that in the future it could cause environment issues. >> they had 400 trucks a day coming in here. they still have about 40 trucks a day bringing in more debris. connell: when they get some of this debris being used? spec they get a lot of wood. there is enough would to fill a football field piled as high or higher than the goalpost. some of that, and a lot of that debris is being incinerated. a lot of it is being broken down into mulch. some of it is being made available to ordinary citizens. in some cases, one man brought his own sawmill out there. >> and manufacturing a product that could be used again and people can say this came from sandy, the storm, that damaged and affected so many people. there is a positive that can come out of it. >> a lot has been accomplished. so much is still left to be done, though. connell: thank you very much. we will shift gears and talk about oil prices here in a few minutes. we will get to this whole keystone pipeline issue. first, we told you about google's eric schmidt and his journey over to north korea. now, you can see, i guess, the results of that trip. y
and farms. they also say it would with better for the environment and it would cost the state less. >>> a live look from our roof cam this morning. just a gorgeous looking day outside stepping out maybe not feeling as good. still, freezing in some areas. but temperatures now slowly turning around and for the afternoon we'll be below average. 36-degrees in napa. 34 in fairfield. these areas starting out at freezing so now a tiny bump there. still cold. 41 in novato. mid 40s around the bay. san francisco reporting mid 40s as well as oakland. 31 defrees in calistoga. into the east bay temperatures chilly this morning in walnut creek 35 for you. 38-degrees in san ramon. the winds generally light right now. i do expect they will pick up in the afternoon where they are already gusty along the coastline this morning. half-moon bay reporting winds about 25 miles an hour. and even though half-moon bay reads 48 degrees it feels more like 40 degrees. a bit of a brisk start in most  locations. i'm seeing the winds pick up in the hills. storm tracker two noticed a bit of unsettled weather. mos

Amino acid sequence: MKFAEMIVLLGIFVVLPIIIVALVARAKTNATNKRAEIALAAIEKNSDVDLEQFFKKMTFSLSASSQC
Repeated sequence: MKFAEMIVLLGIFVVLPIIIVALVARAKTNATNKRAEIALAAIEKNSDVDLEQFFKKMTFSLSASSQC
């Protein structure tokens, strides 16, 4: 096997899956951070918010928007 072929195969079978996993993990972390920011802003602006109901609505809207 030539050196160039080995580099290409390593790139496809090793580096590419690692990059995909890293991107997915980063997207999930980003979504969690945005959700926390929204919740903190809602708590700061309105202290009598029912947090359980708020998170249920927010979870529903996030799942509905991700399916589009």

these decisions have on the environment that the u.s. is in. for most of history, we have maintained a strong military, not so that we can fight, but so that we can not fight. the other. that time made that is important -- the other point that tom made is to understand what is involved in military operations. there is a piece on the web that explains exactly what it is we can do with the troops we have at the president makes critical decisions about afghanistan. it is not just about bureaucrats in d.c.. fighting a war is a big logistical exercise. do you does want to talk about that and several surrounding decisions? >> we have become very accustomed to throwing around numbers of troops, and people have gotten way too comfortable with pulling numbers out of the air and discussing them as though they were serious. the effect of that is that very few americans actually understand that there is a method for figuring out how many troops are actually needed to accomplish something. when the recommendation comes from a military commander, this cannot just, as this white house seems to think, the co